In one of the biggest expressions of pro-Conservative support ever seen, the signatories read a roll-call of the best of British business: CEO of BP Bob Dudley; Philip Green of Arcadia; Lord Rose, the former head of Marks & Spencer; Sir Charles Dunstone, the chairman of Dixons, Carphone Warehouse, and Talk Talk plc; George Weston, the CEO of Associated British Foods (Primark, Silver Spoon, Kingsmill, and Ovaltine); and the outgoing boss of insurer Prudential Tidjane Thiam, who is the newly appointed CEO of Credit Suisse.

Other signatories included the CEOs of retail companies and consumer brands such as Iceland, Ladbrokes, Costa Coffee, Ted Baker, Mothercare, LK Bennett, Cobra beer, Robinsons, Tango, and London Pride, alongside entrepreneurs Luke Johnson and Duncan Bannatyne, and the chairman of engineering firm Meggitt, Sir Nigel Rudd.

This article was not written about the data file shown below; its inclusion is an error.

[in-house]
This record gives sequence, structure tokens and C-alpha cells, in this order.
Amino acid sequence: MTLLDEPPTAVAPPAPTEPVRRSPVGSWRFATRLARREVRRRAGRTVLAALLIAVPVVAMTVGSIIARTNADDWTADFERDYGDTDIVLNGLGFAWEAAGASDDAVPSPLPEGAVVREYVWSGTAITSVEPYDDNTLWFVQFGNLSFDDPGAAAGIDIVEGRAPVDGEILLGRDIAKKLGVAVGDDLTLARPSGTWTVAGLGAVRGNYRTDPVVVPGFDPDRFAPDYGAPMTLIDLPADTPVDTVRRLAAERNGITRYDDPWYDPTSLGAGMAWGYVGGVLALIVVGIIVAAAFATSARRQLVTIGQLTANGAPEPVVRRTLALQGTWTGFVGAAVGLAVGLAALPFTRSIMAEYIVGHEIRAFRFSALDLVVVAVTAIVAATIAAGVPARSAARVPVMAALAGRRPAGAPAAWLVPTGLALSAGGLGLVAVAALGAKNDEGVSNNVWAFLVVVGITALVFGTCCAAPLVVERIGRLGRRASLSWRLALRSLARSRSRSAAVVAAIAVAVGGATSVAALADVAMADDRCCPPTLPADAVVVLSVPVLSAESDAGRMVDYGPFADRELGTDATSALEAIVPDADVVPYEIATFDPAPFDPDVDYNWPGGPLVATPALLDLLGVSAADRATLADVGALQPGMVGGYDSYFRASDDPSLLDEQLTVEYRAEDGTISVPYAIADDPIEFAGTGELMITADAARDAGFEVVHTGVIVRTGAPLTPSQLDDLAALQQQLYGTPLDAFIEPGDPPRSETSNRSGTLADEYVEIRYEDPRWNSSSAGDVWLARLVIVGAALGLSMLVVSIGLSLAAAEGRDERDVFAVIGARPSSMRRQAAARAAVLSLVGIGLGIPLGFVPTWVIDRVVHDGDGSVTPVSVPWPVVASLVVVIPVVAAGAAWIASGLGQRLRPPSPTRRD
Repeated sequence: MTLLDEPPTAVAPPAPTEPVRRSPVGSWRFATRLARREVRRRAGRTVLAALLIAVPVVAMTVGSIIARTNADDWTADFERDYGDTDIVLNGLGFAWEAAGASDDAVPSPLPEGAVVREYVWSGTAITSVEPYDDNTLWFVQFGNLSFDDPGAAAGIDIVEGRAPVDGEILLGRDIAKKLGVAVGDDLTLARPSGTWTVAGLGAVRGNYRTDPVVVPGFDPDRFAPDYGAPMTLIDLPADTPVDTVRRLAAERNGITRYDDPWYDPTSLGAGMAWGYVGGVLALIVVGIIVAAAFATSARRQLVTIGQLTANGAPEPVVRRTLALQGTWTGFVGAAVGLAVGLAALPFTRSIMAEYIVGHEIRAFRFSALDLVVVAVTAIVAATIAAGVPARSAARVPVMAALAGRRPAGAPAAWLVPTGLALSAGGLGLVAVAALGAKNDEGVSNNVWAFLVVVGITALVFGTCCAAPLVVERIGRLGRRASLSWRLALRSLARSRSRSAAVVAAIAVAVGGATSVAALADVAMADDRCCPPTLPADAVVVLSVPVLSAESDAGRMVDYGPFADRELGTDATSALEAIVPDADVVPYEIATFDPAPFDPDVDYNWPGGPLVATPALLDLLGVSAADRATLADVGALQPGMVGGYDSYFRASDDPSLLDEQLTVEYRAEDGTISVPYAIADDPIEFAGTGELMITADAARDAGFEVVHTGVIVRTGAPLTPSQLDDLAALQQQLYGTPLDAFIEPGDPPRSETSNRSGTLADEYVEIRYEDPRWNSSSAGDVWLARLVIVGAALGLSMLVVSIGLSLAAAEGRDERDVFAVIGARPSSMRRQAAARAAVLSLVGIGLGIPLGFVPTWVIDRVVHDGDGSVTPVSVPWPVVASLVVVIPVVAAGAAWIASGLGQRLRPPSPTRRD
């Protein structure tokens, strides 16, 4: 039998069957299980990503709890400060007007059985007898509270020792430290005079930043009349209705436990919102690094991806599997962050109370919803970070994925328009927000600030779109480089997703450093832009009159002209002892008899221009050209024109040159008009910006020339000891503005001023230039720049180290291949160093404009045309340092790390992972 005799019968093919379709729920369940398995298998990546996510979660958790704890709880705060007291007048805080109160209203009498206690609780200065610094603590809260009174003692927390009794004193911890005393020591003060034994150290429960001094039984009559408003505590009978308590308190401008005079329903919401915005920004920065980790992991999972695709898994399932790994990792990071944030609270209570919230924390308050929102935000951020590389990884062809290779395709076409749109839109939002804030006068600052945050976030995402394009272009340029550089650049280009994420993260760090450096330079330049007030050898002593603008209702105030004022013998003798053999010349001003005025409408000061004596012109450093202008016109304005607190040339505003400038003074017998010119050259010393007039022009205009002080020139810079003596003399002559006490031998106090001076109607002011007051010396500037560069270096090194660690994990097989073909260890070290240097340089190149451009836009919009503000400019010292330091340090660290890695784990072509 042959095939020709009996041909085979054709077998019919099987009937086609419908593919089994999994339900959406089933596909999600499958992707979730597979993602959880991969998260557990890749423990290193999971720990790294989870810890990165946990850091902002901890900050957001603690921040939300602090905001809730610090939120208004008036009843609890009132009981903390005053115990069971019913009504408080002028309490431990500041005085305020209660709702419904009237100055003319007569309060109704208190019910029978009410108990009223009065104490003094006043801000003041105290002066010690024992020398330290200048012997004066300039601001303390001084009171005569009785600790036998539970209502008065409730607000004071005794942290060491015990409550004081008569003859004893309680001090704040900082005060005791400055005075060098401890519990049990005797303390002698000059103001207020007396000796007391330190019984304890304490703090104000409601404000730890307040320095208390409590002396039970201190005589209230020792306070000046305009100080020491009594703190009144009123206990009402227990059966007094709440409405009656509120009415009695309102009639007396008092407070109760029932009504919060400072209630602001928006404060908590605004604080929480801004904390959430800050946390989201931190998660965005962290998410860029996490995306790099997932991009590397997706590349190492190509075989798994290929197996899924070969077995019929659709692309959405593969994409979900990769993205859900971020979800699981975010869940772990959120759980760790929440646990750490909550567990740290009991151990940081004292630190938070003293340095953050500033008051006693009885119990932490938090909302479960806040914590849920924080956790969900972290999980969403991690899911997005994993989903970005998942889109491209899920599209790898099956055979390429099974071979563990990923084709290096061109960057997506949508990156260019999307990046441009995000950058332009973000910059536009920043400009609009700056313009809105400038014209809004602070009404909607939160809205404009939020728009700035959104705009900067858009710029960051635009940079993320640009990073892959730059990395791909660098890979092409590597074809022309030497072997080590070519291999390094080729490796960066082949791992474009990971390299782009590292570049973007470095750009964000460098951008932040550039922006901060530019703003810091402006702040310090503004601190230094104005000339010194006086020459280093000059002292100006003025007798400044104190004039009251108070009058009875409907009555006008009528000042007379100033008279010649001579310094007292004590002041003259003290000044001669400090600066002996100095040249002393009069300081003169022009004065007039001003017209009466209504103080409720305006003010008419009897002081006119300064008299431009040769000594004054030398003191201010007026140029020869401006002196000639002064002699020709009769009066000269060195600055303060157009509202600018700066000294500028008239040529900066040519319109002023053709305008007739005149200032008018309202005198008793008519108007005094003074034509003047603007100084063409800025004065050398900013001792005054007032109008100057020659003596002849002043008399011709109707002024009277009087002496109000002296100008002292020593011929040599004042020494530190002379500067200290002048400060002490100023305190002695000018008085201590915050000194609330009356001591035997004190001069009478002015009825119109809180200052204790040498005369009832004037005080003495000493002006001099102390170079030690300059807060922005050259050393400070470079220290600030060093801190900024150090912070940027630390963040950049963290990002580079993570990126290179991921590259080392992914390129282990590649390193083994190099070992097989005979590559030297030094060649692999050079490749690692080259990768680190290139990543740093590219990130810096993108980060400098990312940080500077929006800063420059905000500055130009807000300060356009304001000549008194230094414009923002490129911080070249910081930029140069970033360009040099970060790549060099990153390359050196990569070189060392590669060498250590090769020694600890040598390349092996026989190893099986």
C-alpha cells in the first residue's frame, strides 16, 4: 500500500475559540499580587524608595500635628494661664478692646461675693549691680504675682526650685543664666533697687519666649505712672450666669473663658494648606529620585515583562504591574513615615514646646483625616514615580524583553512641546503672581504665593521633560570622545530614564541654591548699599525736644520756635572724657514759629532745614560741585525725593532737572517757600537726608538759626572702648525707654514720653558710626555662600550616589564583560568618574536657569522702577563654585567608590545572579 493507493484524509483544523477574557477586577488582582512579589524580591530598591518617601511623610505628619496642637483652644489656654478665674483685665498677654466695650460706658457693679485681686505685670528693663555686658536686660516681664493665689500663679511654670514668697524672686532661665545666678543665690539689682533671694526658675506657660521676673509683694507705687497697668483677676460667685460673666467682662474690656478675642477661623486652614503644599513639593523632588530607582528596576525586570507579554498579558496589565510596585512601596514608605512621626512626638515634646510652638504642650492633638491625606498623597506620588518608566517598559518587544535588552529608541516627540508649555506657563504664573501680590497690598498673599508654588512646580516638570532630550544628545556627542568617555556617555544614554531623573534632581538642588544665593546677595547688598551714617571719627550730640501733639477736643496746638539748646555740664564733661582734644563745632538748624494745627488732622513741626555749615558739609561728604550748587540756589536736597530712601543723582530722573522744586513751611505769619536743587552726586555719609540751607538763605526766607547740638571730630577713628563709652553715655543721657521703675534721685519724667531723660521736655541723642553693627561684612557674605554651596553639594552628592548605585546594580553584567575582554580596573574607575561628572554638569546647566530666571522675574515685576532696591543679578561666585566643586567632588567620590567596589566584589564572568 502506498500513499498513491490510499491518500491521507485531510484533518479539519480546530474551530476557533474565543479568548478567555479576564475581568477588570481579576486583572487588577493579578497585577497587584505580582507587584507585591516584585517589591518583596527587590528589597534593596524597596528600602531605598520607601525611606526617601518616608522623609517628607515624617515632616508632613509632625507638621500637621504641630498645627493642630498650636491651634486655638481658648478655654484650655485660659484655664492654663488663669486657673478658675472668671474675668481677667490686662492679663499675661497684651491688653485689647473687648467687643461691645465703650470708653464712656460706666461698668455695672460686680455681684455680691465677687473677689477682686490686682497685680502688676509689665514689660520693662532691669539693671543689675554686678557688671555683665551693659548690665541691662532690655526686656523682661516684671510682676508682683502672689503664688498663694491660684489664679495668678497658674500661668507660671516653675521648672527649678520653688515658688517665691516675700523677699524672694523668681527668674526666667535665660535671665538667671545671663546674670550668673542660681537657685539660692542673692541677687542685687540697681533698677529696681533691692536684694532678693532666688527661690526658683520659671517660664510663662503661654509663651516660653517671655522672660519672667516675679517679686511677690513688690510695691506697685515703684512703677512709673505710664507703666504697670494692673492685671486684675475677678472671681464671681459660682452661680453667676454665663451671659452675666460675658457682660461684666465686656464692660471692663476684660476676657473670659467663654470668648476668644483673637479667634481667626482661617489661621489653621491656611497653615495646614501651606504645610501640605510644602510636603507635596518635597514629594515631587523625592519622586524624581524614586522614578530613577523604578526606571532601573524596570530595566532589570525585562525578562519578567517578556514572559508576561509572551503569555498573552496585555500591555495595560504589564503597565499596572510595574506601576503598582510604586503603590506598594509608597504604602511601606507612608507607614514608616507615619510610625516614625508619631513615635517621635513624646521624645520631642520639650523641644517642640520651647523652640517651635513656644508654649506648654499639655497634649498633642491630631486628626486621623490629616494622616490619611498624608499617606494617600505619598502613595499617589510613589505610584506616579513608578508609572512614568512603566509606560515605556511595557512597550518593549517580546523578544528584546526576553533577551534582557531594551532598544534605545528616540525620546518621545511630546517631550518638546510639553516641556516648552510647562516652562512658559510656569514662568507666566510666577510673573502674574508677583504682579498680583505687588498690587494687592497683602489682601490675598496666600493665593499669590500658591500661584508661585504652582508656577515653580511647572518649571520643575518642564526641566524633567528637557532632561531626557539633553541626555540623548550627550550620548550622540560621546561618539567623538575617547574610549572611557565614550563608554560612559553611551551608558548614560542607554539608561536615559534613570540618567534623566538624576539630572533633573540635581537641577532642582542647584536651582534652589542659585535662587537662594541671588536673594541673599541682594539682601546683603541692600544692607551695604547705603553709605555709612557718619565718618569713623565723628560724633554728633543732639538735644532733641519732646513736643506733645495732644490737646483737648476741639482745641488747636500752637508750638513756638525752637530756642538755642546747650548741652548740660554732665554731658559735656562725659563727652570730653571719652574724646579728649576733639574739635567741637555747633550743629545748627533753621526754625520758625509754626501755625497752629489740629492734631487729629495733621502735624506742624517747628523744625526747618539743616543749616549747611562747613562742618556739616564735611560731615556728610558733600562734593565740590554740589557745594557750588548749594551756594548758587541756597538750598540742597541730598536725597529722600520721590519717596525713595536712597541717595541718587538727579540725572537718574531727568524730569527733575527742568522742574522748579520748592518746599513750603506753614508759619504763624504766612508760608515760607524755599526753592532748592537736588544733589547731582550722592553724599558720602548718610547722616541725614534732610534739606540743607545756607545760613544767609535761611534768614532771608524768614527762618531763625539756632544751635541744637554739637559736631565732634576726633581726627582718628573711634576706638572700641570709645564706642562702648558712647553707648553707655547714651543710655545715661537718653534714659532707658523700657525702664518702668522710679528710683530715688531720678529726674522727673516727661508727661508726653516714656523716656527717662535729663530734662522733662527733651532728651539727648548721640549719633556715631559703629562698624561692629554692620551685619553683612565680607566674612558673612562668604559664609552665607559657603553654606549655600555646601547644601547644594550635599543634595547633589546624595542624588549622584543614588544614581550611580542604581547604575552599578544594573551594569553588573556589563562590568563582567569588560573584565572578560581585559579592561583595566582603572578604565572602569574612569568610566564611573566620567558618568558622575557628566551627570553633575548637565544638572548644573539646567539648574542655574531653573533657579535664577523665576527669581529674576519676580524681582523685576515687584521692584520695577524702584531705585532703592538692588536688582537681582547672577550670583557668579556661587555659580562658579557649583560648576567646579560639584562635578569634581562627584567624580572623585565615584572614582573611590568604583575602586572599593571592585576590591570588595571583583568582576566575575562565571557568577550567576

Embarrassingly, Peter Grauer, the chairman of Bloomberg, at whose London offices Labour leader Ed Miliband had unveiled his business manifesto just a few days before, was also included in the signatories.

British business and politics

Corporation tax is at the heart of the debate: Labour has threatened to reverse the cuts that Conservative Chancellor of the Exchequer George Osborne implemented lowering corporation tax rates from 28% to 20%. But while many commentators are therefore devaluing the impact of the letter claiming ‘of course, businesses want lower tax rates’, the economic debate does not stop there.